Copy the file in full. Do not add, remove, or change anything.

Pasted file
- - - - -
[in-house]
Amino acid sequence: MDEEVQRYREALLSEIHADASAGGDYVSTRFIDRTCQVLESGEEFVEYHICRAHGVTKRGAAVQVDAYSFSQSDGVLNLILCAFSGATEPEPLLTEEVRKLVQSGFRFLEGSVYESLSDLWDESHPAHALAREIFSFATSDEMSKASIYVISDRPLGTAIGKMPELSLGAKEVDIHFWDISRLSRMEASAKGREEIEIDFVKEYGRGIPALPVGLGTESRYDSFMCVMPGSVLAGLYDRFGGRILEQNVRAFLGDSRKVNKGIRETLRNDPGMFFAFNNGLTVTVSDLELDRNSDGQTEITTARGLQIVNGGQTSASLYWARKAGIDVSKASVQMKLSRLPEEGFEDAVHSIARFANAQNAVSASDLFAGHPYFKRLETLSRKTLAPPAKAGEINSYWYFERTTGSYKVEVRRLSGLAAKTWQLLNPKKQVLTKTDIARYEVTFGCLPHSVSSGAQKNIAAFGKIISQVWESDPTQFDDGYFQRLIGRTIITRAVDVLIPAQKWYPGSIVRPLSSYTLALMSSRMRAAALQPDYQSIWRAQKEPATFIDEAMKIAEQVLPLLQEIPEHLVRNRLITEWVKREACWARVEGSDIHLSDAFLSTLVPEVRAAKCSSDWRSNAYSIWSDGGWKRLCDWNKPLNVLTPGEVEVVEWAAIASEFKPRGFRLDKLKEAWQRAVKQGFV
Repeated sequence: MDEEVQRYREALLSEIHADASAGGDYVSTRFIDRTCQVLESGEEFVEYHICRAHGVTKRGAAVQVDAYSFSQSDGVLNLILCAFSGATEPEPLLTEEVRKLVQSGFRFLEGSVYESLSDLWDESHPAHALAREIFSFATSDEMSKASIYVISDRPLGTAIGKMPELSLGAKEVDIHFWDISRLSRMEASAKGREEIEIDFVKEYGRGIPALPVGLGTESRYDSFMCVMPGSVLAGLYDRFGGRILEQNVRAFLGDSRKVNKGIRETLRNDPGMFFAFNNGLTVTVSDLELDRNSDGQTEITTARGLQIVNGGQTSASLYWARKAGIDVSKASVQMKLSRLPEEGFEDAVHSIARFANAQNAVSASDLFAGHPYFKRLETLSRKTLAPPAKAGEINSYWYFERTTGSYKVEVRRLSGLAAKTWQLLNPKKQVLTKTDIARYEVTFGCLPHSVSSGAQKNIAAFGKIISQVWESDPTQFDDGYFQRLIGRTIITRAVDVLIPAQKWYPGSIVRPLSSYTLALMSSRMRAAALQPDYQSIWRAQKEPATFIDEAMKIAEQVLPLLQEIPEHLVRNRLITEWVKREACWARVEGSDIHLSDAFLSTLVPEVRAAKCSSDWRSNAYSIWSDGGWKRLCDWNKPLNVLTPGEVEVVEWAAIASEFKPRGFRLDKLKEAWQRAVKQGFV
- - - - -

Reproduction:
[in-house]
Amino acid sequence: MDEEVQRYREALLSEIHADASAGGDYVSTRFIDRTCQVLESGEEFVEYHICRAHGVTKRGAAVQVDAYSFSQSDGVLNLILCAFSGATEPEPLLTEEVRKLVQSGFRFLEGSVYESLSDLWDESHPAHALAREIFSFATSDEMSKASIYVISDRPLGTAIGKMPELSLGAKEVDIHFWDISRLSRMEASAKGREEIEIDFVKEYGRGIPALPVGLGTESRYDSFMCVMPGSVLAGLYDRFGGRILEQNVRAFLGDSRKVNKGIRETLRNDPGMFFAFNNGLTVTVSDLELDRNSDGQTEITTARGLQIVNGGQTSASLYWARKAGIDVSKASVQMKLSRLPEEGFEDAVHSIARFANAQNAVSASDLFAGHPYFKRLETLSRKTLAPPAKAGEINSYWYFERTTGSYKVEVRRLSGLAAKTWQLLNPKKQVLTKTDIARYEVTFGCLPHSVSSGAQKNIAAFGKIISQVWESDPTQFDDGYFQRLIGRTIITRAVDVLIPAQKWYPGSIVRPLSSYTLALMSSRMRAAALQPDYQSIWRAQKEPATFIDEAMKIAEQVLPLLQEIPEHLVRNRLITEWVKREACWARVEGSDIHLSDAFLSTLVPEVRAAKCSSDWRSNAYSIWSDGGWKRLCDWNKPLNVLTPGEVEVVEWAAIASEFKPRGFRLDKLKEAWQRAVKQGFV
Repeated sequence: MDEEVQRYREALLSEIHADASAGGDYVSTRFIDRTCQVLESGEEFVEYHICRAHGVTKRGAAVQVDAYSFSQSDGVLNLILCAFSGATEPEPLLTEEVRKLVQSGFRFLEGSVYESLSDLWDESHPAHALAREIFSFATSDEMSKASIYVISDRPLGTAIGKMPELSLGAKEVDIHFWDISRLSRMEASAKGREEIEIDFVKEYGRGIPALPVGLGTESRYDSFMCVMPGSVLAGLYDRFGGRILEQNVRAFLGDSRKVNKGIRETLRNDPGMFFAFNNGLTVTVSDLELDRNSDGQTEITTARGLQIVNGGQTSASLYWARKAGIDVSKASVQMKLSRLPEEGFEDAVHSIARFANAQNAVSASDLFAGHPYFKRLETLSRKTLAPPAKAGEINSYWYFERTTGSYKVEVRRLSGLAAKTWQLLNPKKQVLTKTDIARYEVTFGCLPHSVSSGAQKNIAAFGKIISQVWESDPTQFDDGYFQRLIGRTIITRAVDVLIPAQKWYPGSIVRPLSSYTLALMSSRMRAAALQPDYQSIWRAQKEPATFIDEAMKIAEQVLPLLQEIPEHLVRNRLITEWVKREACWARVEGSDIHLSDAFLSTLVPEVRAAKCSSDWRSNAYSIWSDGGWKRLCDWNKPLNVLTPGEVEVVEWAAIASEFKPRGFRLDKLKEAWQRAVKQGFV